LANSING, Mich. — U.S. Department of Education Secretary Betsy DeVos issued a letter Friday acknowledging defeat in her effort to rewrite a section of the CARES Act that would have diverted over $16 million away from K-12 public schools in Michigan, Attorney General Dana Nessel announced Tuesday.
The litigation was led by Nessel and California Attorney General Xavier Becerra, along with a coalition of other states.
Judge James Donato of the U.S. District Court Northern District of California issued a preliminary injunction on Aug. 26 halting DeVos’ rule. Donato’s ruling joined two similar orders by courts in the District of Columbia and Washington State.
"We filed this lawsuit for one simple reason: To ensure students in Michigan and across this nation were not robbed of educational resources they deserve," Nessel said in a release. "The landscape of how a regular school day is conducted has changed for so many and Congress allocated these CARES Act funds for those most in need."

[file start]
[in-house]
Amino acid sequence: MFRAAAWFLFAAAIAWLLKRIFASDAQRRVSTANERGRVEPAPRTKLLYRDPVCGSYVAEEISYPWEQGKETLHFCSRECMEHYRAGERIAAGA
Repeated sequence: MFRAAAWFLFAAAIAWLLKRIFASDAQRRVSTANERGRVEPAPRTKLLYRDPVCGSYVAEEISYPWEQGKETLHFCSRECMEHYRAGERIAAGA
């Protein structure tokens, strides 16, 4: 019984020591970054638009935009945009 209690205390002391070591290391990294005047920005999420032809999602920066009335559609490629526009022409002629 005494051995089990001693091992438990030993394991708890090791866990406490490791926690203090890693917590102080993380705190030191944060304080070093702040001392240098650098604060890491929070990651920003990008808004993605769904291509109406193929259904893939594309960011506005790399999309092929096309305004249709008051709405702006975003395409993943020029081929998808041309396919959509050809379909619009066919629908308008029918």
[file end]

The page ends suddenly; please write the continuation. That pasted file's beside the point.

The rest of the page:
"We were poised for a fight because it was the right thing to do, and will accept Secretary DeVos’ acknowledgement of her defeat," Nessel continued. "However, my colleagues and I will remain on guard to defend against any future attempts by this administration to rob funding from our public schools and students who are most in need of these critical resources."
In her letter, DeVos writes that while the U.S. Department of Education disagrees with Judge Donato and the other district courts’ rulings, her Department will “respect the rule of law and will enforce the law as the courts have opined. The Department will not appeal these rulings.”
Confirming what the CARES Act requires and Nessel has fought to enforce, the Department stated that “[g]oing forward, districts must calculate the minimal proportional share for CARES Act equitable services according to the formula provided in Section 1117(a)(4)(A) of the ESEA of 1965.”
Nessel and Becerra led a coalition of states that filed suit on July 7 against DeVos and the U.S. Department of Education. The Aug. 26 ruling order prohibited the department from enforcing its rollback until a decision on the merits of the case could be rendered.
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